Jeremy Corbyn and Donald Trump are cut from the same cloth, as we’ll see in this week’s by-elections

The most significant bond between Corbyn and Trump is that they, more than any Western leaders in memory, are Greatest Hits politicians

Matthew Norman
Tuesday 21 February 2017 18:41
Play it again for the fans, Jez
Play it again for the fans, Jez

The plastic surgeon hasn’t been born, nor the fairground mirror built, that could make them ringers. Yet the more you are exposed to the transatlantic double act of Donald Trump and Jeremy Corbyn, the more they begin to resemble Bizarro World reflections of each other.

Some of the more familiar similarities include the skilful harnessing of their bases’ rage against the status quo to power them to insurgent victories. In geopolitical terms, each is pro-Russia and anti-Nato, anti-globalisation and protectionist. Personally, meanwhile, they are a touch brittle when challenged by the media they innately distrust.

There are also distinctions, of course. The Washington carnivore in the White House is itching to fire a nuclear warhead, while the Islington herbivore never would. So far as decency, honesty, skin tone, hand size and anything else of a vaguely non-political nature goes, they could hardly be more different. You can no more easily picture Corbyn grabbing a woman down there, than Trump boiling up a vat of damson jam. Beyond being thrice married, currently to a foreigner, they may have literally nothing in common.

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But diametrically opposite characters can be flip sides of the same political coin, and recent events crystallise the similarity which may explain why each was always doomed to fail.

It is not the shared accusation about tolerating anti-Semitism, or being leadership amateurs who stagger about in a fog of chaos. Nor is it that Trump’s inability to hire or retain key staff echoes the zany game of shadow Cabinet musical chairs over which Corbyn has expertly presided.

It isn’t that each is extraordinarily isolated. With almost no genuine support from his party’s elected representatives, each is sustained by a tiny coterie of apparatchiks – and defended by an angry base with no tolerance for dissent that threatens de-selection or a primary challenge against any Labour or congressional Republican who refuses to kiss the ring.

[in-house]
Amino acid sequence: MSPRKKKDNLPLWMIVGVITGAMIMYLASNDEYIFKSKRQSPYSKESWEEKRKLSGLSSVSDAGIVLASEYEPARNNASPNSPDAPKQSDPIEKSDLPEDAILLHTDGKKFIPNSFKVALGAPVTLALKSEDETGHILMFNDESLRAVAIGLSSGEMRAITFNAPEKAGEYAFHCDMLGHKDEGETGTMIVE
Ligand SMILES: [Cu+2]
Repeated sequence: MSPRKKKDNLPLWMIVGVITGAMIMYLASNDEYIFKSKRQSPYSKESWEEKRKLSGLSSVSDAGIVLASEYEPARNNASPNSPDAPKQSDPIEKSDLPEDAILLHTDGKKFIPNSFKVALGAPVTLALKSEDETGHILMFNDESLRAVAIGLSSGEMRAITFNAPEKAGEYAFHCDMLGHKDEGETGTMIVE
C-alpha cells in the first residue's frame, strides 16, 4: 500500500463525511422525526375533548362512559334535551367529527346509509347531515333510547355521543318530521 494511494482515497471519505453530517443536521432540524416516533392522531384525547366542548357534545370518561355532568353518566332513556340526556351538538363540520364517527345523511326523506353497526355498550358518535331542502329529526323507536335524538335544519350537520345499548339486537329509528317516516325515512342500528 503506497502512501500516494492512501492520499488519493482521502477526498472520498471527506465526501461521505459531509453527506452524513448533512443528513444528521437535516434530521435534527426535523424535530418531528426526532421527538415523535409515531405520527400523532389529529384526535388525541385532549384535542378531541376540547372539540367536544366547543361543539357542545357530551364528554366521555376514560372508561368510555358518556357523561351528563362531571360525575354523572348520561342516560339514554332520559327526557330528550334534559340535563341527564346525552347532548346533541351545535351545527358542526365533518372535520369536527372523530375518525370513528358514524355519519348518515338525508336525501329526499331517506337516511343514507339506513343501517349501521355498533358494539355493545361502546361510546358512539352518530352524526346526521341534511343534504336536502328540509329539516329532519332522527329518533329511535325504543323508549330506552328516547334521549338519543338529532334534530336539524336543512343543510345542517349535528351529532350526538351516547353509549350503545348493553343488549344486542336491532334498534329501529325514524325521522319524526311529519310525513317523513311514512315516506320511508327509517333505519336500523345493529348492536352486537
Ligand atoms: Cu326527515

The most significant bond between Corbyn and Trump is that they, more than any Western leaders in memory, are Greatest Hits politicians. Lacking the will, imagination and energy to produce new material, all they do is belt out the tunes that won the fans over in their first place.

We saw it last summer when Jeremy Corbyn was challenged by Owen Smith, and seemed happy for the first time since being elected when he pleasured the faithful with the hits that won him the job first time around.

And we saw it last weekend when Trump held that “campaign rally” in Florida. After the turmoil of losing Mike Flynnski to The Washington Post and having his Moos-lim ban stayed by appeal court judges, he also seemed happy for the first time since being inaugurated as he rattled out his stump speech riffs about media deceit, the Mexican wall, and so on. He even threw in a whopper to keep the kids happy, though the source of that Swedish terrorism claim remains a mystery.

And this is what weak people always do when they are flailing about, way out of their depth. They scurry back to the comfort zone and turn to their most slavish admirers for reaffirmation.

It’s what Ricky Gervais’s character did in Extras when depressed by hideous reviews for his imbecilic, racist, catchphrase-laden sitcom. Humiliated when forced to parrot “Are you ’aving a laff” for a fan down the pub, he flees to a nightclub and moans about his unfair press to David Bowie. Bowie replies by ridiculing him in song (“He sold his soul for a shot at fame …See his pug-nosed face”). Stratospherically out of his celebrity league, Millman goes back to the pub to bathe in the love of the idiot fans he despises.

This is exactly why Trump held his rally. Smart arse liberals who watch CNN and read the New York Times might hate his act, like broadsheet reviewers hated Millman’s When The Whistle Blows. But the rubes down in Florida, like the oaf in Millman’s boozer, still love him, his racist gags and mind-numbing catchphrases.

Yet a political fan base is as fickle as any other. As Bowie understood better than most, you cannot play nothing but the old hits and stay relevant or in vogue. If you don’t widen the base with fresh material, it will contract as some of the existing fans get bored and drift away.

Already, Trump’s historically dismal approval ratings (38 per cent in one poll) suggest he is losing some of his. Corbyn’s reportedly weakening hold on his could be tested again if a Labour loss in either of Thursday’s by-elections (let alone both) sparks the annual leadership challenge.

More gifted politicians would read the runes and adapt. These two cannot. Driven by their absolute certainties to mistake adaptability for weakness, forced by insecurity to confuse unpopularity with martyrdom, they have no capacity for reinvention.

Corbyn always sounded more like one of those old chart acts that play nostalgia weekends at Butlins than a contemporary artist. After less than a month, Trump’s rally hinted at the same.

He and the fan club have taken the Republican Party hostage, but if his base dwindles dramatically it will no longer be able to terrorise Senators and Representatives into doing his will. Perhaps it was his fear of the Stockholm Syndrome losing its grip that drew Trump’s addled mind to Swedish terrorism?

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